In summary, the students were able to recall the physics concepts of the trap. However, they struggled understanding the electric circuit including the transformer and had problems to transfer their knowledge to quadrupole ion traps used in antimatter research.
Therefore, we recommend that educators and teachers who use the trap with their students should spend extra time to better understand the electric circuit. For example, they could build the traps first together with the students. We also recommend spending time discussing the properties and limitations of this model trap.
The primary use case of this hardware is high school or undergraduate classroom settings. Therefore, the operation is designed to be as simple to build and as safe to operate as possible. After connecting the power source, the voltage is increased to Vrms = 2.0 kV. Then, the room lights are dimmed and the LED illumination is switched on. A pair of wood skewers are dipped into the lycopodium powder and rubbed together right above the ring electrode of the trap. If no spores are suspended in the trap, the applied voltage is increased and the procedure repeated. Figure 4 demonstrates the appearance of the spores under continuous lighting.
Two electrode variation
It is possible to remove the top electrode from the trap to increase the visibility of the spores. While removing the top electrode prevents it from blocking the LED light and the line of sight, the shape of the electric field will not change significantly, see Figure 5.
Although the 3-electrode set up might be easier to understand because of its symmetry, we recommend using the 2-electrode variation for in depth studies in the classroom setting. However, the flexible design of the trap allows to modify the electrode set up easily as required.
No strobe variation
It is possible to replace the astable multivibrator circuit with a simple switch-LED-battery circuit. This makes it impossible to observe the movement of the spores, but greatly reduces the complexity of the design. In this variation, it is still possible to observe the spores as lines and this allows students to visualise the electric field lines in the trap.
Reuse potential and adaptability
Worksheets and construction instructions currently exist to enable secondary teachers and first year university instructors to build the trap with students, for example, in the framework of extended research projects, and to run a 90-minute laboratory. Science communicators and science centres could use the trap as a functional model of an anti-matter trap.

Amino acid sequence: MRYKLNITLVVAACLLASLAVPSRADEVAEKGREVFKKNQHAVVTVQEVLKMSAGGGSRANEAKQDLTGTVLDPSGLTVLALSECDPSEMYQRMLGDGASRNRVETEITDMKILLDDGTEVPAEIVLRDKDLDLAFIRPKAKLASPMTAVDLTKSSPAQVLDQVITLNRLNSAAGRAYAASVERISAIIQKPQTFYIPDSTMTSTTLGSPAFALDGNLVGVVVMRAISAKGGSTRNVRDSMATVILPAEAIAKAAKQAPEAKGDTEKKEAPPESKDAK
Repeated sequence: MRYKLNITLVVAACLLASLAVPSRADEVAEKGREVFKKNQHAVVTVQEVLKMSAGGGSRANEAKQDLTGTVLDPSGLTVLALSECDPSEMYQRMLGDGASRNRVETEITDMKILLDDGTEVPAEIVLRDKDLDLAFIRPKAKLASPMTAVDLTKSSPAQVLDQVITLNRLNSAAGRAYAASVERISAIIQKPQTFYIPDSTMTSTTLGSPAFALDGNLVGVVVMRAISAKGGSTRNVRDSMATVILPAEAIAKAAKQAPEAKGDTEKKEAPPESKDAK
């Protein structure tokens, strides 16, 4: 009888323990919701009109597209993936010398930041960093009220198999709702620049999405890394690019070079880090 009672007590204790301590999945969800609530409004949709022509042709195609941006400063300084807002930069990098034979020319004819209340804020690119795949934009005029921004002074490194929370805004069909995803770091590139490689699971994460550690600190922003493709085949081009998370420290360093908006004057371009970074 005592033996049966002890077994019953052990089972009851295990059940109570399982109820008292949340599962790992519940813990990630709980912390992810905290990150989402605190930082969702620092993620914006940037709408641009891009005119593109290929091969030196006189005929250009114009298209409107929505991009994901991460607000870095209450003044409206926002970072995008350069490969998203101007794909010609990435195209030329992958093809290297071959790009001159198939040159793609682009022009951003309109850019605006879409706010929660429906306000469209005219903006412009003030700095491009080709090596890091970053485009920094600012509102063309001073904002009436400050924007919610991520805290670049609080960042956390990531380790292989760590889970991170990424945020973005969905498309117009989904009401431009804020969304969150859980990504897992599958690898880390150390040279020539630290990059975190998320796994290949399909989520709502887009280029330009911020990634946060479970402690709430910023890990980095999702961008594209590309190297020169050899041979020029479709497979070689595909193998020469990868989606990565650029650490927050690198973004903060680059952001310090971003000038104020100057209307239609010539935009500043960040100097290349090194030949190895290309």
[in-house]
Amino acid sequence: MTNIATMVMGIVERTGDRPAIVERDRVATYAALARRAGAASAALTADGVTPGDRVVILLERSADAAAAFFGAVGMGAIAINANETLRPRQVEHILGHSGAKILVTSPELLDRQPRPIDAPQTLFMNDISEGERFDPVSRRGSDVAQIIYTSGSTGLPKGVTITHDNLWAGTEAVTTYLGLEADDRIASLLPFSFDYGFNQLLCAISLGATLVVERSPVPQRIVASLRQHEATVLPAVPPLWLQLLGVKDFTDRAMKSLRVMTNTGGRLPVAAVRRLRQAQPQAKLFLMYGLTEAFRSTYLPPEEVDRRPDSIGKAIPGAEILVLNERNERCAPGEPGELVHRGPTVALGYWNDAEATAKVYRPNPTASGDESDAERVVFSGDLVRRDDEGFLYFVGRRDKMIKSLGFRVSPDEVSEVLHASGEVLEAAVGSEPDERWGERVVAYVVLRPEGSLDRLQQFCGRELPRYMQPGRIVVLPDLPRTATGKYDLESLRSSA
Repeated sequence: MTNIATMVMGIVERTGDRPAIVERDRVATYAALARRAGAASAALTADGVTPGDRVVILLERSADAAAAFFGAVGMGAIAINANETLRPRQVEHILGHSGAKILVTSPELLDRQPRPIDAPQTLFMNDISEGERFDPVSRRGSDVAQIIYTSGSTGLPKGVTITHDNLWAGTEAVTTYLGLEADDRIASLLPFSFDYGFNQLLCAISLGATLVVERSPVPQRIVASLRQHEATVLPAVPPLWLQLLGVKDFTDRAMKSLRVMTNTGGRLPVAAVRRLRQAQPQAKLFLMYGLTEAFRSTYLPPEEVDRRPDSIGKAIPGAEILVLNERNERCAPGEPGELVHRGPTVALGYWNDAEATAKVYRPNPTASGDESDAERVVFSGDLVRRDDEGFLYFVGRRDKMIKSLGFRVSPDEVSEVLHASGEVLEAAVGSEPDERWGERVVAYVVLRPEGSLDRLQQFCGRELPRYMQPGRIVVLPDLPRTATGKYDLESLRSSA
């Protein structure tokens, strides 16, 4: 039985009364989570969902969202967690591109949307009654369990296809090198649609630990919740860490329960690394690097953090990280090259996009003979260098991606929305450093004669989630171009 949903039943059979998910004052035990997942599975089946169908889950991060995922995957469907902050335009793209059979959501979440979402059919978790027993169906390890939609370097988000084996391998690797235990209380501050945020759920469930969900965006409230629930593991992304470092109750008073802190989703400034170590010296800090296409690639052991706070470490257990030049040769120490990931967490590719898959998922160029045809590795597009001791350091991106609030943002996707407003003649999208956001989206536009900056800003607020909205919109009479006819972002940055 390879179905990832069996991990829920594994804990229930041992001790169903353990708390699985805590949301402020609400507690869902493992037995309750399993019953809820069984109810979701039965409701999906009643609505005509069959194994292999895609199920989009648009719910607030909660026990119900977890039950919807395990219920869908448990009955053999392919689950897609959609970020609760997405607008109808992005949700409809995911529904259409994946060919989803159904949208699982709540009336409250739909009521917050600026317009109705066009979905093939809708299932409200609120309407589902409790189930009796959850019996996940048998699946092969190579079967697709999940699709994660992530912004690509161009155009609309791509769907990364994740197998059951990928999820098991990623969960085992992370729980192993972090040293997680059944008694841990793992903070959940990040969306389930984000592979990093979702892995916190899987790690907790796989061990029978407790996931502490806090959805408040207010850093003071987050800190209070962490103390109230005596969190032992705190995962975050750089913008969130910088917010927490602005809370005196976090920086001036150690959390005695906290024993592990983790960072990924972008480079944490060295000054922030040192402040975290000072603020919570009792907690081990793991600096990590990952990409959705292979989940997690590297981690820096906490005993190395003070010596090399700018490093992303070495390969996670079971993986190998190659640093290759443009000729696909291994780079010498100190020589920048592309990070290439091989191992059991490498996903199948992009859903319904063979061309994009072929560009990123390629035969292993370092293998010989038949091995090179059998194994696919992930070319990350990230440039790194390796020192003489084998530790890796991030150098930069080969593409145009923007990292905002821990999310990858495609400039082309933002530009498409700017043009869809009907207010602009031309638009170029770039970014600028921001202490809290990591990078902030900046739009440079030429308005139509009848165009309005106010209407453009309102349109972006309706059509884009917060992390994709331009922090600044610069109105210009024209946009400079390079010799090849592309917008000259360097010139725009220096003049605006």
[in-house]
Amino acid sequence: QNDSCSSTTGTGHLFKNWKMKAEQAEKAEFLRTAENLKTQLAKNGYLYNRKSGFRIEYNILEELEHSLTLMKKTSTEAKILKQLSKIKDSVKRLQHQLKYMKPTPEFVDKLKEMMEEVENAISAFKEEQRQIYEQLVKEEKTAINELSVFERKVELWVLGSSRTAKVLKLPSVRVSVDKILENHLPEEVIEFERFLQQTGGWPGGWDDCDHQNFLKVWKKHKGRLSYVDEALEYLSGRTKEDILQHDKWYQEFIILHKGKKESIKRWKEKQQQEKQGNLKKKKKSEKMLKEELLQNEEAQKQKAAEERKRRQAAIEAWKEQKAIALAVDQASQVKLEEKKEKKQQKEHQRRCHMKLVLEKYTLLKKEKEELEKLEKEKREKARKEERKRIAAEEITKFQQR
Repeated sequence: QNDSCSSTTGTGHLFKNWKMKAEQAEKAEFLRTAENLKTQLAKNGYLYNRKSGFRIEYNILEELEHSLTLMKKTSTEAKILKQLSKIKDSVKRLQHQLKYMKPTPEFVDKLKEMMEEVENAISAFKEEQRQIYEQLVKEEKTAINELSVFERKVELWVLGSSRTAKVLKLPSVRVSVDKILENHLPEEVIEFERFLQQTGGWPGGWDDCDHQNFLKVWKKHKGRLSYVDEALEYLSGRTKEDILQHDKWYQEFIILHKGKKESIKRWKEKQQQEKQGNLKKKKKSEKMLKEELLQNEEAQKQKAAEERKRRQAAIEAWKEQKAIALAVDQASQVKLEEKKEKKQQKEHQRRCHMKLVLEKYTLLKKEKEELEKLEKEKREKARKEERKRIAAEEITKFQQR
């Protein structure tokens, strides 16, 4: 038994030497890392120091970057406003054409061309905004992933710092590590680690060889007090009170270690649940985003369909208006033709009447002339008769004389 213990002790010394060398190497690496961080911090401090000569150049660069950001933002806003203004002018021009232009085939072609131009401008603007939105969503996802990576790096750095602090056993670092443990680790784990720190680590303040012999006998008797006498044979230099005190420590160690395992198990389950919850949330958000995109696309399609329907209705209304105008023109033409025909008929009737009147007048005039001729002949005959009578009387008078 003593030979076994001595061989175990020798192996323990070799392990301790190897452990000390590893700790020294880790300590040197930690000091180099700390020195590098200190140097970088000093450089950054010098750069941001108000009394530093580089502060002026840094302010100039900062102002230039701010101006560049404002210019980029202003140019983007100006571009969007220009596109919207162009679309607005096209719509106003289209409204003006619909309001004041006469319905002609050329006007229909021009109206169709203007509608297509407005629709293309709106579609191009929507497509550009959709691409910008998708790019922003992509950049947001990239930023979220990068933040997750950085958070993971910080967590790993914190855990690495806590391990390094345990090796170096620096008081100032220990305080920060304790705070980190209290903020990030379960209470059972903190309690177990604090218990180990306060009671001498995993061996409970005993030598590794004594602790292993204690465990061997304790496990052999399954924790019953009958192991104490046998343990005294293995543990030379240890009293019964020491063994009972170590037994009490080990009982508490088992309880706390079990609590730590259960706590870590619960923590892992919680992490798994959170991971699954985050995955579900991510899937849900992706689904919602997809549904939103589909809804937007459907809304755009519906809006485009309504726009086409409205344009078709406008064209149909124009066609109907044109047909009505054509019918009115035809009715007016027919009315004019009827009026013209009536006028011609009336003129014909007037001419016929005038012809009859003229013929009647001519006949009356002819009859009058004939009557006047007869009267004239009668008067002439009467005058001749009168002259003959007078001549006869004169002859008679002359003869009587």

The trap could be extended to resemble a quadrupole mass analyser (a 4 rod or linear ion trap ). This could be used to demonstrate the operating principles of a mass spectrometer.
It would also be possible to incorporate a DC offset voltage allowing students to determine the mass to charge ratio of lycopodium spores .
There are several barriers to using this hardware to trap microscopic particles. A near vacuum would be necessary to trap individual ions. The set-up would also require an ion source and a means of detecting the ions and this would greatly increase the complexity of the set-up.
There is no support community for this particular quadrupole ion trap design. However, Autodesk Fusion 360 provides support for use of the program in order to modify the design. There are also 3D printing support communities that would be able to provide guidance with manufacturing the trap.
(4) Build Details
Availability of materials and methods
The trap can be 3D printed using commonly available filaments including ABS and PLA. Only standard passive electronic components are required, with the exception of specific high luminosity LEDs. Full instructions and an equipment list can be found in the construction manual in the document repository.